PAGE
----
I walked into the C-suite to have my first meeting with the ‘new boss’ after I had just been promoted to my first ‘executive-level’ director position. Without wasting any time with many pleasantries, he asked, “Who in your group can do what you do?”
I answered honestly and somewhat confused, “Well, no one.” Thinking to myself, ‘isn’t that why you promoted me?’
With his next question, I was able to start predicting where he was going with the conversation, “Who’s got the most potential to do what you do, and when can they be ready?”
(Pausing the story) Let’s be real here. This was not the tone or topic I was looking forward to. I was wondering where the lavish praises over my journey and promotion were. I just made ‘Director’! I thought there was some boondoggle or something when you got to that level. But in my first meeting after the big promotion, I felt interrogated over a successor when I just succeeded.
Okay, pity party over, back to the C-Suite conversation.
My boss expounded on the line of questioning, “Jared, the first time I was ever up for Senior VP, I was a shoo-in. I was outperforming any of my counterparts; I worked tirelessly and knew the business. I thought I was the clear choice. The day came when my boss let me know I wasn’t getting the SVP role because even though I had performed at a high level, I had not prepared anyone to replace the vacancy I would leave if I got promoted.”
Then my boss drove it home with a simple statement, “If you don’t start getting someone ready to take your place, there are no more places for you to go because we’re going to need you right where you’re at. Don’t make the same mistake I did.”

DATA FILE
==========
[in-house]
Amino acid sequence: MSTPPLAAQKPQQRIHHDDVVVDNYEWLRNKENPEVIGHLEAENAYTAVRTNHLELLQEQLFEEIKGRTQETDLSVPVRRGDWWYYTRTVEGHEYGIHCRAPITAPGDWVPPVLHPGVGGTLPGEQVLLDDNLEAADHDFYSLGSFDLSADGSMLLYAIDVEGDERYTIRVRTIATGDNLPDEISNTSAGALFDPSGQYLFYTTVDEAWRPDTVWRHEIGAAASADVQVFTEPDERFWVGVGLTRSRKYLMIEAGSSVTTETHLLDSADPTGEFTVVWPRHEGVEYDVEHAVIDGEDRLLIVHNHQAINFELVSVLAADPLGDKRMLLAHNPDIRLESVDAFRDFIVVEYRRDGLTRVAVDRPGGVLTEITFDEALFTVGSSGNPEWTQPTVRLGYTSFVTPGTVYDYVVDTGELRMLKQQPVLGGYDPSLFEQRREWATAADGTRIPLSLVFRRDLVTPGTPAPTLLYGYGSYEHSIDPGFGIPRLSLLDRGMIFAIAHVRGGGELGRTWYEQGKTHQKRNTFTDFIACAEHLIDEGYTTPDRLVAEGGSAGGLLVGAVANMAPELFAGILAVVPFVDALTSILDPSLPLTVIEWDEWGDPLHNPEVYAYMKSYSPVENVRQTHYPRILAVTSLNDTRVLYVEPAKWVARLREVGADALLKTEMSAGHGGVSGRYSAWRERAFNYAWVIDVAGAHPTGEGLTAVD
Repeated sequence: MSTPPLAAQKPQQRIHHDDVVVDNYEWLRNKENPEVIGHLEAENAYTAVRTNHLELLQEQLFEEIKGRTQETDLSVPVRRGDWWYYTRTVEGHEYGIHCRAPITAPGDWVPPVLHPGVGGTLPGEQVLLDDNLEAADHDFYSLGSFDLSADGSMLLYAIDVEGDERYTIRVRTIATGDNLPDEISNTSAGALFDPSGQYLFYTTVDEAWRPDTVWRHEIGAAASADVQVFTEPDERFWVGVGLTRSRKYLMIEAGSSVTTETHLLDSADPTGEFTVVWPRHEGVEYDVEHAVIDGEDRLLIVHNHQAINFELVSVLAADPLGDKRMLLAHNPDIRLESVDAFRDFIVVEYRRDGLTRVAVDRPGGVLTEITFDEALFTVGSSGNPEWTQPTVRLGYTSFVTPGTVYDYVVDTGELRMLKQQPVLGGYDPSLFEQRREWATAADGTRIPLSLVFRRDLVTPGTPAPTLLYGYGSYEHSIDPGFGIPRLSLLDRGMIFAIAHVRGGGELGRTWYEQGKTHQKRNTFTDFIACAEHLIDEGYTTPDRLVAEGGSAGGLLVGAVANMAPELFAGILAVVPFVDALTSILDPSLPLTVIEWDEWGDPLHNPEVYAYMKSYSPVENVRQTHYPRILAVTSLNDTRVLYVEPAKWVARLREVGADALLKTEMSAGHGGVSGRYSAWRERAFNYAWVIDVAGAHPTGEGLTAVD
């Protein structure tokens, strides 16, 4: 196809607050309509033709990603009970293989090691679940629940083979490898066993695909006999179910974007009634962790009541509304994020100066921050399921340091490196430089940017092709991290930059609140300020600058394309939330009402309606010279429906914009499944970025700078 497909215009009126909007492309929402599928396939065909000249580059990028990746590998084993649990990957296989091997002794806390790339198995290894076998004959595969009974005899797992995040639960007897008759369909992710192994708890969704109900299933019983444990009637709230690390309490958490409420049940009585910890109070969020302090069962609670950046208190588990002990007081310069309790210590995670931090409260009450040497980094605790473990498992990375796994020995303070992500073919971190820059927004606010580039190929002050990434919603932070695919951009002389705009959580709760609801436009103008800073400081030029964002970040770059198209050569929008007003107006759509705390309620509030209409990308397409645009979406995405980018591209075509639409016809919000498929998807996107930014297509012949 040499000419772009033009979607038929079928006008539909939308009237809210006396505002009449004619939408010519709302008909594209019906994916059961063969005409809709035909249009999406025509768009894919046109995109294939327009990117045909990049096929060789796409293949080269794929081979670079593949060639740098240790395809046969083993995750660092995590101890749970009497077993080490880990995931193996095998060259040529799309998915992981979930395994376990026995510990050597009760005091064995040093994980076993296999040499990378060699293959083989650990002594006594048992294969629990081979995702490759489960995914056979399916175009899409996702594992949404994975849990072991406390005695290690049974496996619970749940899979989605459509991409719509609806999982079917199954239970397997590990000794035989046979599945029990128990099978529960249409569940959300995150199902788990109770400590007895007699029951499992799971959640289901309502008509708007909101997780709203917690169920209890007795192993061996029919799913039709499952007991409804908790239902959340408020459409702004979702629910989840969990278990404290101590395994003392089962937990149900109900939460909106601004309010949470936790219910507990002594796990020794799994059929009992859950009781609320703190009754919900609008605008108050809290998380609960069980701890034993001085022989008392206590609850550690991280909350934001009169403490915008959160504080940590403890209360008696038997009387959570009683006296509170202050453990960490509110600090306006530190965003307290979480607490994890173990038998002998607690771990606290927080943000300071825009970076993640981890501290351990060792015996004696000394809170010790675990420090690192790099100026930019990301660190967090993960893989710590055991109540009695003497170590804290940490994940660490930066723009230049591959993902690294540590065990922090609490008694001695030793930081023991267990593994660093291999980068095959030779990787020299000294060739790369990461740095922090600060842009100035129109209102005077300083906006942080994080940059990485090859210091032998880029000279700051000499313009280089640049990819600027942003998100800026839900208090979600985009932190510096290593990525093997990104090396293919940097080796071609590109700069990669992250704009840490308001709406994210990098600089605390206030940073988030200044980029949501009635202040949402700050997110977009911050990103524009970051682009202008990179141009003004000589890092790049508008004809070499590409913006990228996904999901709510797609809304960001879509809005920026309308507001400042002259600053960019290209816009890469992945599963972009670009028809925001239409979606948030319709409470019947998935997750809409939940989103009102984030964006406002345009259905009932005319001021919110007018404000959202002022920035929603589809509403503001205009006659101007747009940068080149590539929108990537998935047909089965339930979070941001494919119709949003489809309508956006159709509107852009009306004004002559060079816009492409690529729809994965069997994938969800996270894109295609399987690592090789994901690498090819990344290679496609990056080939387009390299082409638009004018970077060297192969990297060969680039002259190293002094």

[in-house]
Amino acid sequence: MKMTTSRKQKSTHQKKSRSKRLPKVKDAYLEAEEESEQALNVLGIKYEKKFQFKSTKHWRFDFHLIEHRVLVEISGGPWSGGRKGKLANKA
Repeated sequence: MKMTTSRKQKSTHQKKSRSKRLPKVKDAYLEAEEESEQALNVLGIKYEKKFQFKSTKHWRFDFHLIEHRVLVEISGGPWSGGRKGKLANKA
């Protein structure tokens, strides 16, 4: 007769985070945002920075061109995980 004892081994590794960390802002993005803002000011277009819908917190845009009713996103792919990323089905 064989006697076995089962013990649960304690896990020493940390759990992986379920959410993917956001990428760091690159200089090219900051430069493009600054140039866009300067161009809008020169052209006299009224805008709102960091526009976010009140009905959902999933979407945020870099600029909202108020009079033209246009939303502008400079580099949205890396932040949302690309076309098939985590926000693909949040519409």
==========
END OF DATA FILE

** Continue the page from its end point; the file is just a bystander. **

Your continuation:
Patrick Lencioni in his most recent book, The Motive, brilliantly highlights what the actual motive of successful executives should be. Without spoiling an outstanding read from Lencioni, my boss was on the same wavelength as you will find in The Motive; and many other great leadership reads also.
Make no mistake, the best leaders not only focus on the business (revenue, operations, customers, risk, etc.), they are considering how the business can move forward with as much or even greater success without them being a part of it. That takes people, not just decisions. Seems counter to your instinct, correct? It is easy to drift into the desire of wanting to be irreplaceable. Don’t do it. You may have insecurities about surrounding yourself with a team of people that could replace you; get over those thoughts because it’s a trap that stunts growth. This is a great place to familiarize yourself or review the Steve Jobs quote from his book about hiring smart people: “It doesn’t make sense to hire smart people and then tell them what to do, we hire smart people so they can tell us what to do.”
And if you are already there, like I was when I had that first meeting with my C-suite boss, get out of that mindset quickly. Being irreplaceable managers or directors doesn’t make us great leaders; however, it does solidify us as sub-standard people developers.
So, the next thing you need to figure out on this journey is “who’s next, and when can they be ready?”
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